How Are The Gender Roles Represented In Australian Short Stories? (From The Penguin Best Australian Short Stories) Comparing Three Stories, How Do They Change Over Time?

805 words - 3 pages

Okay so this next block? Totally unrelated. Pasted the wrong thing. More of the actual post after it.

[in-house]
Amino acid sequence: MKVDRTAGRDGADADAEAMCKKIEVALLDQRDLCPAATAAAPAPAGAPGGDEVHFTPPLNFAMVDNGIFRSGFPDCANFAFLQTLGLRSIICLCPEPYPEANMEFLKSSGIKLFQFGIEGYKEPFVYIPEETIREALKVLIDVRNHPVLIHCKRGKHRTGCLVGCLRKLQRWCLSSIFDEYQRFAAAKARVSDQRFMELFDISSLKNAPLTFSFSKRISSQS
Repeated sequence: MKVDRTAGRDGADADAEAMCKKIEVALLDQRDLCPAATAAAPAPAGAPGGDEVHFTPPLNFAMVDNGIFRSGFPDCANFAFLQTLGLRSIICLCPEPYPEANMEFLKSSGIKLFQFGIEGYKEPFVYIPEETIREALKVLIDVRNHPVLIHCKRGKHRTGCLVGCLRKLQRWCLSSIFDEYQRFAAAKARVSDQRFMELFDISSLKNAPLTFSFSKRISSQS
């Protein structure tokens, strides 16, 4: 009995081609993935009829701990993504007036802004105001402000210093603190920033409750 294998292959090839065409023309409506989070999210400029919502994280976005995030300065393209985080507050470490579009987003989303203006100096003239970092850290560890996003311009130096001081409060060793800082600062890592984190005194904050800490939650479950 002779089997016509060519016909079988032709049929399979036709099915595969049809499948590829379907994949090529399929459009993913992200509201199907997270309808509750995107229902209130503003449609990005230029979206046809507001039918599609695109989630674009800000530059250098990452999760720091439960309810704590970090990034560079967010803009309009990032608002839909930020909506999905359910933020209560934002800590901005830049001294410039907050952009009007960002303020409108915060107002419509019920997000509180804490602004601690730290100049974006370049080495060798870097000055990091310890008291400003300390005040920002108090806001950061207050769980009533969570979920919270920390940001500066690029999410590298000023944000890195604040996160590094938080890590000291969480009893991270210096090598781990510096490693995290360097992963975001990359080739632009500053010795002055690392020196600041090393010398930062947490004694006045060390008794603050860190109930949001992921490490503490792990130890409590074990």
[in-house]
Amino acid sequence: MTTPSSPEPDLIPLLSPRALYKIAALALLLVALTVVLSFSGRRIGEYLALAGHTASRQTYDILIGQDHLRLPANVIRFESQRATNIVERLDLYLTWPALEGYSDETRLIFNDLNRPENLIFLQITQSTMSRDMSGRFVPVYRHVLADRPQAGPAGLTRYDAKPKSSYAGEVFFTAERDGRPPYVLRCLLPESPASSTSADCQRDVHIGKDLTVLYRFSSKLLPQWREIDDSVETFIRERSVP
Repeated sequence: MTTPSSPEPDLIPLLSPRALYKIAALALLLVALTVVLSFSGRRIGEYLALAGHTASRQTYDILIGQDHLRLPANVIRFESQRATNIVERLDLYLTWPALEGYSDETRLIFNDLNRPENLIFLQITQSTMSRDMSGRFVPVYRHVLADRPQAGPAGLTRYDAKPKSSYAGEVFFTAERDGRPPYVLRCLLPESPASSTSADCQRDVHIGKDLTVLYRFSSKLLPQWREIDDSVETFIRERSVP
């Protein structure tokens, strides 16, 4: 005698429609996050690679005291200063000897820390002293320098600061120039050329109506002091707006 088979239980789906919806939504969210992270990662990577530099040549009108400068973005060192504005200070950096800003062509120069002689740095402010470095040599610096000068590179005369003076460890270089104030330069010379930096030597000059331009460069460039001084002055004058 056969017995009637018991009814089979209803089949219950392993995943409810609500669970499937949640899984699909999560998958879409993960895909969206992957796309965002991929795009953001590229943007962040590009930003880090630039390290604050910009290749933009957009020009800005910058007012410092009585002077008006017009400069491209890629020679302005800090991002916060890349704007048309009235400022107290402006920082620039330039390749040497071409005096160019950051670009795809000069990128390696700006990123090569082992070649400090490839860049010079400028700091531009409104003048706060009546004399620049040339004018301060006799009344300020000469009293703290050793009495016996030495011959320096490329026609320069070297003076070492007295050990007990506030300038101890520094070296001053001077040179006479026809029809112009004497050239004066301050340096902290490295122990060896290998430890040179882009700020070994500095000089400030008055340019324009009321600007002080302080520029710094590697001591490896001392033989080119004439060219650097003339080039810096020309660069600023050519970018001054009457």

The representation of Gender roles is an issue expressed in "The Penguin best Australian Short stories" collection. The issues of gender are expressed through gender inequality, stereotypical gender roles, the economic basis of marriage, and the expectations of women. These beliefs and their changes as the stories became more modern are presented through the stories, 'Monsieur Caloche', "The Lottery' and "A Gentleman's Agreement.The representation of gender inequality is expressed in the story Monsieur Caloche (1889) through a satirical point of view. This story represents the workplace and throughout most of the story the readers notice that there was a deficiency of female characters. The irony is that at the end of the stories the readers find out that the main character 'Monsieur Caloche' is in fact a young girl, who had lost her beauty after suffering from smallpox, and resorted to looking for a job as a boy. "Hiding the loss which had deprived her of all the glory of her sex. Beauty is more than skin deep, however Monsieur Caloche had not known it. This is an example of gender inequality in Australia during the 19th century.The story 'The Lottery" (1943) represents the stereotypes of the gender roles through the view of Ted, the husband. Ted had strong opinion about what men and women were supposed to act and about what a 'good' husband and a 'good' wife did. "All she had to do was stay at home and look after the children.... he had a vision of his washed cream trousers, the children's neatness, the tidy house. That was being a good wife...and he has always been a good husband, always brought his money home, never looked at another woman." This shows that the genders were stereotyped in Australia in the 1940's.Another gender issue brought up in the story "The Lottery" is the economic basis of marriage. The man was the economic base of the family and everyone in the story assumes that a wife's money is her husband's to dispose of. "He could do almost anything he could think of with five thousand pounds." This shows that Ted was already assuming the money was his, as does his neighbour who had money problems. Ted says confidently to him "I won't see you stuck, old man."The Lottery also brings up an issue of expectations and changes of the women in the 1940's. Ted had...

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